In the midst of my county burning down and threatening to suffocate us all, I’m still honored and deeply grateful to announce that former California Poet Laureate Carol Muske-Dukes has chosen my manuscript Borderline Fortune as a National Poetry Series winner, to be published by Penguin in fall 2021. Excerpts have appeared in Empty Mirror and are forthcoming in Parentheses.
It feels like winning the lottery while finishing an ultramarathon. This is the eighth time and fourth manuscript I’ve submitted since 2006. Two others were finalists, in 2009 and 2017. Sidebrow published the first one, sped, in 2013. The other, California Building, is still looking for a home.
My whole adult life I’ve had my sights on this award, knowing no amount of hard work could guarantee it. The successes along the way have been sweeter for the stretches of failure, but I’ve also battled a lot of existential angst. I had to find my own internal reasons to keep writing, and I fell in love with the diverse array of indie lit scenes and all the camaraderie and freedom they can offer when the work is solely for the art.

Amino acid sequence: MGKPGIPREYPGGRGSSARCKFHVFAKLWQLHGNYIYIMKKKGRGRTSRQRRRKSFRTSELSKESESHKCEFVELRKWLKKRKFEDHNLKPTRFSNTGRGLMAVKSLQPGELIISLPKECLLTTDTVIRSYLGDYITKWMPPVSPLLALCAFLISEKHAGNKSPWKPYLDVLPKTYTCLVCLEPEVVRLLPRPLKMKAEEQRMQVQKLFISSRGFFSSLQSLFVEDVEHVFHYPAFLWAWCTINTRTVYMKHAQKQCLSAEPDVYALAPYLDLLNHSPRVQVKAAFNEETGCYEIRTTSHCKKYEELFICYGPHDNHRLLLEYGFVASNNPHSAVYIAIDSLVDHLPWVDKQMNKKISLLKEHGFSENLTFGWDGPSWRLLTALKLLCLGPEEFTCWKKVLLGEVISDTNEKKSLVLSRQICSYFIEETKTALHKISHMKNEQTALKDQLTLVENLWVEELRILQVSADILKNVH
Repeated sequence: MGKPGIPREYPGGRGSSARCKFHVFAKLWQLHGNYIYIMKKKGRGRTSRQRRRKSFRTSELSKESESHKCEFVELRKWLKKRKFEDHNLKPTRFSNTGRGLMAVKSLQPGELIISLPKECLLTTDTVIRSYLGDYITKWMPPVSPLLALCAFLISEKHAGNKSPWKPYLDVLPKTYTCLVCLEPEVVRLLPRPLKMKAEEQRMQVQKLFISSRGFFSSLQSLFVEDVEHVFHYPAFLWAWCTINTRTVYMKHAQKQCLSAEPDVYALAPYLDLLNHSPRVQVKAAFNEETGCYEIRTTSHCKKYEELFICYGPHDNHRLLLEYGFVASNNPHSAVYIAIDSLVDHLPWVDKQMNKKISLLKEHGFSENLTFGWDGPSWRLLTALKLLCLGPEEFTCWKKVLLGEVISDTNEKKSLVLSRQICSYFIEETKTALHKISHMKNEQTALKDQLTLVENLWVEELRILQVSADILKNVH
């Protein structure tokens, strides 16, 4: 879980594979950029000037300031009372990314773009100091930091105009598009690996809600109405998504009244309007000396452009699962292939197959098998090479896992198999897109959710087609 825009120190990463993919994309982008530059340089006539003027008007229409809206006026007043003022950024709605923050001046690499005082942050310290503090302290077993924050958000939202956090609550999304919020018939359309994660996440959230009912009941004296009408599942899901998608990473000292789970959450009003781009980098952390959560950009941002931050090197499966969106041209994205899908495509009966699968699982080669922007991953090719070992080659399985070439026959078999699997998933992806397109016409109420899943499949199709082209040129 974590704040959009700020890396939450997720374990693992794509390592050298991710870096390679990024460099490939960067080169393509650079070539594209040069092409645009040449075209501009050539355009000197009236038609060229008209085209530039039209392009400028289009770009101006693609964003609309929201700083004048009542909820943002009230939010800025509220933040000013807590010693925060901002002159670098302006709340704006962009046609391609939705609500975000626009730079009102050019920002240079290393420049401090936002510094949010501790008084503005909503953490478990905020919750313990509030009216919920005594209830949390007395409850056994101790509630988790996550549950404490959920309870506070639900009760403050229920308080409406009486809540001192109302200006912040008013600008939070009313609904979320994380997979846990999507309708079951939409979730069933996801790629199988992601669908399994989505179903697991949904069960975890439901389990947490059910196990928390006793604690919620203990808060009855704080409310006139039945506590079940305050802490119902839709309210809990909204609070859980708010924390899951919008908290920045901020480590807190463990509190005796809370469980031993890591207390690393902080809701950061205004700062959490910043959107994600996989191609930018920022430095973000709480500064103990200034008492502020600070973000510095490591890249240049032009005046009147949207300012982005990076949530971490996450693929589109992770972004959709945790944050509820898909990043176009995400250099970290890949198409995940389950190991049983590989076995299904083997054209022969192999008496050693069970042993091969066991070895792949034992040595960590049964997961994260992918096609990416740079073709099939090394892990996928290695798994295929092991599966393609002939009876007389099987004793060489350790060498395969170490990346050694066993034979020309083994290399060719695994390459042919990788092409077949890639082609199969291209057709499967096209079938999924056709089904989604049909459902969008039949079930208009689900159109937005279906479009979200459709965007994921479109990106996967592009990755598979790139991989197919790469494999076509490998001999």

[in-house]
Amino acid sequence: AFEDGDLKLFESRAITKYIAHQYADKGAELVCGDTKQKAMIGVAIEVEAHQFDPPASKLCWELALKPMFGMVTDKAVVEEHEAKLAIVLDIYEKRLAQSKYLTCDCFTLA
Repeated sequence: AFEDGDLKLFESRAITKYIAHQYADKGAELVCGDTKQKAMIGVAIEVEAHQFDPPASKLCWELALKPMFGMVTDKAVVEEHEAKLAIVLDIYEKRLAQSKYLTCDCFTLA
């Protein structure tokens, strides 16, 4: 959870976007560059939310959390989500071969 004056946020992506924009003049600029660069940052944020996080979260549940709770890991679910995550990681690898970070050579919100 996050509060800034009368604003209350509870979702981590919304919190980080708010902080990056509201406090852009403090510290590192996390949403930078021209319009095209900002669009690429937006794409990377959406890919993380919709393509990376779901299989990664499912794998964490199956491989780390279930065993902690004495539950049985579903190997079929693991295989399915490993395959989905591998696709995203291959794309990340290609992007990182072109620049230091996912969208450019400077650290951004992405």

More kindnesses than I can name helped me achieve this longest-held dream. Many thanks to my partner in life, art, and crime, Gregory Giles, as well as my longstanding writing group, Nina LaCour, Carly Anne West, and Laura Joyce Davis. I also owe a debt of gratitude to my Mills MFA professors—particularly Elmaz Abinader, Sarah Pollock, and Stephen Ratcliffe, who all taught me to be relentless in submitting and to notch smaller wins along the way.
When my dad got killed in 2006, I had only one publication credit to my name: three poems in SHAMPOO, which he thoughtfully read and asked me to explain. I hope some manifestation of him continues and will hear this news, a personal burst of light in a terrible year.
In the week before I got the finalist notice, my main creative outlet imploded, and I thought about going on indefinite hiatus from writing. You don’t know what’s around the next bend. Persist, persist, persist. ♥